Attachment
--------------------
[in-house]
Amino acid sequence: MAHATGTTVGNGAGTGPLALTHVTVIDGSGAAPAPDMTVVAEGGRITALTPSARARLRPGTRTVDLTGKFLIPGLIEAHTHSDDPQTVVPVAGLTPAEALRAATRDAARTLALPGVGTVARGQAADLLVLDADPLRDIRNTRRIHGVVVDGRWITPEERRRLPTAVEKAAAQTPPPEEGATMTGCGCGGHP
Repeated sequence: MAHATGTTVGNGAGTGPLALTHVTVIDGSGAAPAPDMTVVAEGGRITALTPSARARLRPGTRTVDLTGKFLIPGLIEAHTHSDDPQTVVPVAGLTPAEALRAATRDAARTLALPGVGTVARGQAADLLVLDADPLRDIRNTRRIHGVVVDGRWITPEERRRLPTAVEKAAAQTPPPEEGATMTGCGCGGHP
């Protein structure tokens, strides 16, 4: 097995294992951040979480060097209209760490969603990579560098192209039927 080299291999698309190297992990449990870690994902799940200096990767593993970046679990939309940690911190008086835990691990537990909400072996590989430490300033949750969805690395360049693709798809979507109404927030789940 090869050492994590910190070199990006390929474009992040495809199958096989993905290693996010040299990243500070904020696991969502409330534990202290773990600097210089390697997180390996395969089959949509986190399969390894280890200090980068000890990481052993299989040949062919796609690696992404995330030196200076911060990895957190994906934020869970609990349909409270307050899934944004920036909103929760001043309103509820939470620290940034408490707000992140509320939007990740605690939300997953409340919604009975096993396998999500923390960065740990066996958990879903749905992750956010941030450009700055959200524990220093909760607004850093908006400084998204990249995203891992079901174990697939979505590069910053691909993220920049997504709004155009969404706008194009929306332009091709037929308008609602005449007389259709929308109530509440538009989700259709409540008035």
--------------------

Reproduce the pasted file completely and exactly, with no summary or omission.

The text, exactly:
[in-house]
Amino acid sequence: MAHATGTTVGNGAGTGPLALTHVTVIDGSGAAPAPDMTVVAEGGRITALTPSARARLRPGTRTVDLTGKFLIPGLIEAHTHSDDPQTVVPVAGLTPAEALRAATRDAARTLALPGVGTVARGQAADLLVLDADPLRDIRNTRRIHGVVVDGRWITPEERRRLPTAVEKAAAQTPPPEEGATMTGCGCGGHP
Repeated sequence: MAHATGTTVGNGAGTGPLALTHVTVIDGSGAAPAPDMTVVAEGGRITALTPSARARLRPGTRTVDLTGKFLIPGLIEAHTHSDDPQTVVPVAGLTPAEALRAATRDAARTLALPGVGTVARGQAADLLVLDADPLRDIRNTRRIHGVVVDGRWITPEERRRLPTAVEKAAAQTPPPEEGATMTGCGCGGHP
């Protein structure tokens, strides 16, 4: 097995294992951040979480060097209209760490969603990579560098192209039927 080299291999698309190297992990449990870690994902799940200096990767593993970046679990939309940690911190008086835990691990537990909400072996590989430490300033949750969805690395360049693709798809979507109404927030789940 090869050492994590910190070199990006390929474009992040495809199958096989993905290693996010040299990243500070904020696991969502409330534990202290773990600097210089390697997180390996395969089959949509986190399969390894280890200090980068000890990481052993299989040949062919796609690696992404995330030196200076911060990895957190994906934020869970609990349909409270307050899934944004920036909103929760001043309103509820939470620290940034408490707000992140509320939007990740605690939300997953409340919604009975096993396998999500923390960065740990066996958990879903749905992750956010941030450009700055959200524990220093909760607004850093908006400084998204990249995203891992079901174990697939979505590069910053691909993220920049997504709004155009969404706008194009929306332009091709037929308008609602005449007389259709929308109530509440538009989700259709409540008035």